Fire & Brimstone Hot Gourmet Pepper Sauce
Being composed of mostly water, the common cucumber is not known for its abundance of spice.
However, it very well could be the secret ingredient in Basils Fire & Brimstone Hot Gourmet Pepper Sauce.
Amid the sauces mangoes, mustard, onions, and cold-pressed organic canola oil, you taste only a hint of
cucumber, but it seems enough to round out the taste experience from an international award-winning
made-in-Alberta condiment whose seasoning mainstay is the Jamaican Scotch bonnet pepper.
The Scotch bonnet is one of the hottest chilies in the world, and is closely related to the
Jamaican hot and habanero chilies. Its popular name derives from its Scottish tam-o-shanter-like appearance.
When Basil Simmons sauce won three American awards in quick succession in early 2001, it
became the most internationally honoured new hot sauce in North America, in a market that is teeming with the
The competitions were a trio of taste-offs beginning with Chile Pepper Magazines
annual Fiery Food Challenge in January, a sequence that would see 350 food professionals begin the judging
procedure in Fort Worth, Texas, and local citizenry continue their deliberations in New York in a competition on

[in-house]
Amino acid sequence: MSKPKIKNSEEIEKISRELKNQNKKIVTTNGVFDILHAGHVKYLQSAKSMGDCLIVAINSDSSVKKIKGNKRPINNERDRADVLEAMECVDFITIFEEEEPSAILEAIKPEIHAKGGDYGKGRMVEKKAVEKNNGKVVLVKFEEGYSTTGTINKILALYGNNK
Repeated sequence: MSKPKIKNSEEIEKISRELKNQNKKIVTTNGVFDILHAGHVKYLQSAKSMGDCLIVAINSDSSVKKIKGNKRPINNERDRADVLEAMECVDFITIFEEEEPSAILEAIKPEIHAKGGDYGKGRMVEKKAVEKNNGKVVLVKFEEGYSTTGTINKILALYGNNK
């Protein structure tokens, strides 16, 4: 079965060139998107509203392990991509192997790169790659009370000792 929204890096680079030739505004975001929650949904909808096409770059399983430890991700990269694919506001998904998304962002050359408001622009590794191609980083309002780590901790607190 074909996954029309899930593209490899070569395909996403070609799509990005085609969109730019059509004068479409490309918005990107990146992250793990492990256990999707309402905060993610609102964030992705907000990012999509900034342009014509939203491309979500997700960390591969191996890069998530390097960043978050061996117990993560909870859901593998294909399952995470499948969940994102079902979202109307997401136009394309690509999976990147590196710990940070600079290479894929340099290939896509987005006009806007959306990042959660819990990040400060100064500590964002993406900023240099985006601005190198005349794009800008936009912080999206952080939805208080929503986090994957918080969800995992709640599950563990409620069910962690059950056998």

Wall Street called Sizzlin on the Street with Pepcid Complete. That victory would be confirmed by a more
exclusive New York judging panel that included John Mariani of Esquire Magazine and Jane Miller of the
James Beard Foundation.
The Simmons sauce took honours against 47 other entries, winning the Fiery Food Challenge,
the Golden Chile Trophy, and the Complete Heat Award. At the time, the sauce could only be found in Canada,
as the Simmons family did not have an American distributor.
The sauce is more Mexican salsa in texture than many pepper sauces, and comes in hot and
mild varieties. In addition to the pepper sauce, the Simmons family has in development a number of equally
enticing condiments including Sweet Lightening Pepper Brittle, Spicy Garlic, Ginger Jalapeno Gourmet Jelly,
Ginger Peach Gourmet Jam, and Hot Pepper Ginger Ketchup. Clearly, they have not strayed far from the heat of
the homestead in Guyana.
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